Anesth Pain Med.  2017 Jan;12(1):62-67. 10.17085/apm.2017.12.1.62.

Development of atrial flutter after induction of general anesthesia and conversion to atrial fibrillation: A case report

  • 1Department of Anesthesiology and Pain Medicine, Kwangju Christian Hospital, Gwangju, Korea.
  • 2Department of Anesthesiology and Pain Medicine, KS Hospital, Gwangju, Korea.


The most frequent perioperative cardiovascular event is cardiac dysrhythmia, defined as an abnormality of cardiac rate, rhythm or conduction. Although the occurrence of arrhythmia during the perioperative period is not uncommon, a case of newly developed perioperative atrial flutter which spontaneously converts to atrial fibrillation is rare. We report a case of atrial flutter that developed immediately after induction of general anesthesia, in a 70-year-old male patient who previously had a normal sinus rhythm. Atrial flutter changed spontaneously to atrial fibrillation after discharge to the recovery room. Dysrhythmia was unresponsive to drug therapy, and the atrial fibrillation disappeared after electric cardioversion.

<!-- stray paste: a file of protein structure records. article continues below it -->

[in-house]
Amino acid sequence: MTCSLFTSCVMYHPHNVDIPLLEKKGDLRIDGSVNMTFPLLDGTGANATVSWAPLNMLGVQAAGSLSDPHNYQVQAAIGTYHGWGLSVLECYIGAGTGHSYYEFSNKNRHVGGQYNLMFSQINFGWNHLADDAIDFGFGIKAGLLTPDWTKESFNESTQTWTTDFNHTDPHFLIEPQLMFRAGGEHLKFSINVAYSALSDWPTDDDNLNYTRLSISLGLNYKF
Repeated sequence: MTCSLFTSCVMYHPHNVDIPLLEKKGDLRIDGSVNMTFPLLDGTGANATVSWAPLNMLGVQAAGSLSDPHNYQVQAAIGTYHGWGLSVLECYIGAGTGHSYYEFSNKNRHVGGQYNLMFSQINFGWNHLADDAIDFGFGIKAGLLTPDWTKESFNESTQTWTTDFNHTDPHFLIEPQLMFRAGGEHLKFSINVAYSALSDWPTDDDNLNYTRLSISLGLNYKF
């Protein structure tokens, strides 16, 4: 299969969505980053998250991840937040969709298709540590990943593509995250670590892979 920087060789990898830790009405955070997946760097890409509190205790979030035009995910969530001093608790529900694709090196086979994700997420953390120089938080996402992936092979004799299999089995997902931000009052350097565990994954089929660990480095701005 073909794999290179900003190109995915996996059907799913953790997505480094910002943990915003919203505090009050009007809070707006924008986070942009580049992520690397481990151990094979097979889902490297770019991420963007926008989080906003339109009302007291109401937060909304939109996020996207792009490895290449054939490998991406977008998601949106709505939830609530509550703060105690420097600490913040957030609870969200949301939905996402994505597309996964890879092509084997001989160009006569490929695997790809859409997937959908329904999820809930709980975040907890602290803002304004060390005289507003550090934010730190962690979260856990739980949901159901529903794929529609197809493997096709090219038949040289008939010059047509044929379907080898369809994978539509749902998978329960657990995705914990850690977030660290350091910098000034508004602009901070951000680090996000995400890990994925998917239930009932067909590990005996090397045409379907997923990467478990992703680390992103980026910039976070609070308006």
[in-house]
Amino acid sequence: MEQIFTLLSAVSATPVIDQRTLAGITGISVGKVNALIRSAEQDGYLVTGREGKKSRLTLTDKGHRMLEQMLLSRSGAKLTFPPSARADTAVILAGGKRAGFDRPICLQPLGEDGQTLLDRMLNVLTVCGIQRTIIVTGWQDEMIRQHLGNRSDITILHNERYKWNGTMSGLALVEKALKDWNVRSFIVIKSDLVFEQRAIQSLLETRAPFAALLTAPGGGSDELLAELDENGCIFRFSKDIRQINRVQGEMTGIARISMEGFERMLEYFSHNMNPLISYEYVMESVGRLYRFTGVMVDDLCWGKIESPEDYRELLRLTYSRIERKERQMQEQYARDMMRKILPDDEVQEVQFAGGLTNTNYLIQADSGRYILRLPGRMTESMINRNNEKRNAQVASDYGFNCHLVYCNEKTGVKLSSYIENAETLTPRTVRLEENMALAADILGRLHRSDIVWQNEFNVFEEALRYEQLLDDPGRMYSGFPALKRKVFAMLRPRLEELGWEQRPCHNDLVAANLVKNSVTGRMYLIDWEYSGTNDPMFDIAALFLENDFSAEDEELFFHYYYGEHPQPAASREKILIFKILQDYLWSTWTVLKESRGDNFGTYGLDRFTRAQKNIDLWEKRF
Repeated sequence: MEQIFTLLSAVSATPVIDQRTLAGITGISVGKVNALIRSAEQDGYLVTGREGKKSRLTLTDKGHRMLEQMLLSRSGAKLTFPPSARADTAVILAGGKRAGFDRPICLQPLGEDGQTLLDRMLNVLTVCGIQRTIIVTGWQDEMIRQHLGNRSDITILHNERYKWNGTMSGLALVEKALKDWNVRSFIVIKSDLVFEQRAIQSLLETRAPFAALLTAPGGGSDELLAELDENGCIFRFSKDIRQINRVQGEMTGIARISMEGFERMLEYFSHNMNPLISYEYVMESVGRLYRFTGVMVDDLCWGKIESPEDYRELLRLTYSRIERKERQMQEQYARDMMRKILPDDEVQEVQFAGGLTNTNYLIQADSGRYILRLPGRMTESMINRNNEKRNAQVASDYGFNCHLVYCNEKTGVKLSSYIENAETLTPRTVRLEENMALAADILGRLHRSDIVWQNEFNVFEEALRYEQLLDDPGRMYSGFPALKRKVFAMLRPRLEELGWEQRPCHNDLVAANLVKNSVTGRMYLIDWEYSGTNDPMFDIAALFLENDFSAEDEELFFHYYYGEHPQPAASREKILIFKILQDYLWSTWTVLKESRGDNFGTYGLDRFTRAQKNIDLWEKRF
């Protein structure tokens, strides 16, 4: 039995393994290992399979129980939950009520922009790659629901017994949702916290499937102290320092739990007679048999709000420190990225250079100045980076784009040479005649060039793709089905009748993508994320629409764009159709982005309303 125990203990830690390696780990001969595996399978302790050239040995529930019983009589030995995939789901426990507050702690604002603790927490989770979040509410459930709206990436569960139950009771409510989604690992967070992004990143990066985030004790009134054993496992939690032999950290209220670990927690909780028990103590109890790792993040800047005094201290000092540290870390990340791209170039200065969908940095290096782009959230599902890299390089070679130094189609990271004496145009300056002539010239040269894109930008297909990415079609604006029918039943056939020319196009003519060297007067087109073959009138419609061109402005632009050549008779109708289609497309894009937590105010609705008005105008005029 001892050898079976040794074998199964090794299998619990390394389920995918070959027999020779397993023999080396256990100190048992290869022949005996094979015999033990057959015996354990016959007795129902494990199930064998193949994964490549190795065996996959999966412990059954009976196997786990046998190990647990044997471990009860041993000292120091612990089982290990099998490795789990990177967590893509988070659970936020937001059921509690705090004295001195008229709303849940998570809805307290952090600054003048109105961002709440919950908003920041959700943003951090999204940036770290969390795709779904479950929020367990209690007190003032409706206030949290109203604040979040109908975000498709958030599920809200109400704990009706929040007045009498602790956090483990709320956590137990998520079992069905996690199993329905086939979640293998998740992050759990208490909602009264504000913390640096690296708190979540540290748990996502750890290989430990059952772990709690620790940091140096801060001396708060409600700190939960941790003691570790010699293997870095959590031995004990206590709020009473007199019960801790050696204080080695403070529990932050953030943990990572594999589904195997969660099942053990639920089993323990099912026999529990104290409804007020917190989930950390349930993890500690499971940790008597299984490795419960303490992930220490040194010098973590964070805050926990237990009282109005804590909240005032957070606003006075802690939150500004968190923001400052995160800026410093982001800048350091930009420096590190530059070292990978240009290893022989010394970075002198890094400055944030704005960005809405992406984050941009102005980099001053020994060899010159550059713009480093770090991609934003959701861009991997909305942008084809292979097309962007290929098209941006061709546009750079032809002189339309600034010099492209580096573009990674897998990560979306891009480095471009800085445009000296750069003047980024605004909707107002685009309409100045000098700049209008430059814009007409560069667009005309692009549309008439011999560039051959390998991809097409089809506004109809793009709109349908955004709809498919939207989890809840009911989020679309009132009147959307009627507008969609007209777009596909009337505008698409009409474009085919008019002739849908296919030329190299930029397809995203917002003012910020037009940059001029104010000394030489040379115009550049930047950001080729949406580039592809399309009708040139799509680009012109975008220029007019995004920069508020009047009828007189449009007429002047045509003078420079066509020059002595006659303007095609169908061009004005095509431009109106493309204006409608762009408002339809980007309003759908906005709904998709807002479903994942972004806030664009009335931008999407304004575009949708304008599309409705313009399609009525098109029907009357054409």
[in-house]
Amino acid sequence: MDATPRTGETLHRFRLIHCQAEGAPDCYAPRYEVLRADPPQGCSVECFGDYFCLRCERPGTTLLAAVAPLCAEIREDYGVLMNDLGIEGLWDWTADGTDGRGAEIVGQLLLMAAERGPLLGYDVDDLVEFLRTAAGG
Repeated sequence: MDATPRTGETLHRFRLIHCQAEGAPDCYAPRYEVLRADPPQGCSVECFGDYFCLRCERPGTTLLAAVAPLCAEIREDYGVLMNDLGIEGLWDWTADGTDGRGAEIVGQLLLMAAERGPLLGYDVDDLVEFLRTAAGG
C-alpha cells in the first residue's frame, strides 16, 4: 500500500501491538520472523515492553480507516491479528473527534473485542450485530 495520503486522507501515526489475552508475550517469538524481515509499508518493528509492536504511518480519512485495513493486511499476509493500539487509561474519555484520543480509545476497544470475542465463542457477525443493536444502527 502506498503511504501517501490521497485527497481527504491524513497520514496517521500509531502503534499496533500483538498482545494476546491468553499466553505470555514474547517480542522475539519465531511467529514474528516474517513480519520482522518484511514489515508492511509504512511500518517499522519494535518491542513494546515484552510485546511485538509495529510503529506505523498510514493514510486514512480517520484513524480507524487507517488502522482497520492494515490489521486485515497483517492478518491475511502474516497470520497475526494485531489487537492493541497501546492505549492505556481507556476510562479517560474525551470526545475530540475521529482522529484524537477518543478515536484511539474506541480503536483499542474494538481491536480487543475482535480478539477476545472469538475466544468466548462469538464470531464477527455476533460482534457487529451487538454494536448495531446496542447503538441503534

Atrial fibrillation; Atrial flutter; Cardioversion; General anesthesia

MeSH Terms

Anesthesia, General*
Arrhythmias, Cardiac
Atrial Fibrillation*
Atrial Flutter*
Drug Therapy
Electric Countershock
Perioperative Period
Recovery Room


  • Fig. 1 Electrocardiogram taken one day before surgery. Regular sinus rhythm without arrhythmia was observed.

  • Fig. 2 Monitoring screen with lead II electrocardiography during anesthesia in operating room.

  • Fig. 3 Electrocardiogram taken immediately after arrival at recovery room. Atrial flutter with 2:1 atrioventricular block and saw-toothed P wave was observed.

  • Fig. 4 Electrocardiogram before electric cardioversion. Atrial flutter changed to atrial fibrillation with rapid ventricular responses (ventricular rate: 160–170 bpm).

  • Fig. 5 Electrocardiogram after electric DC cardioversion. Regular sinus rhythm was restored.


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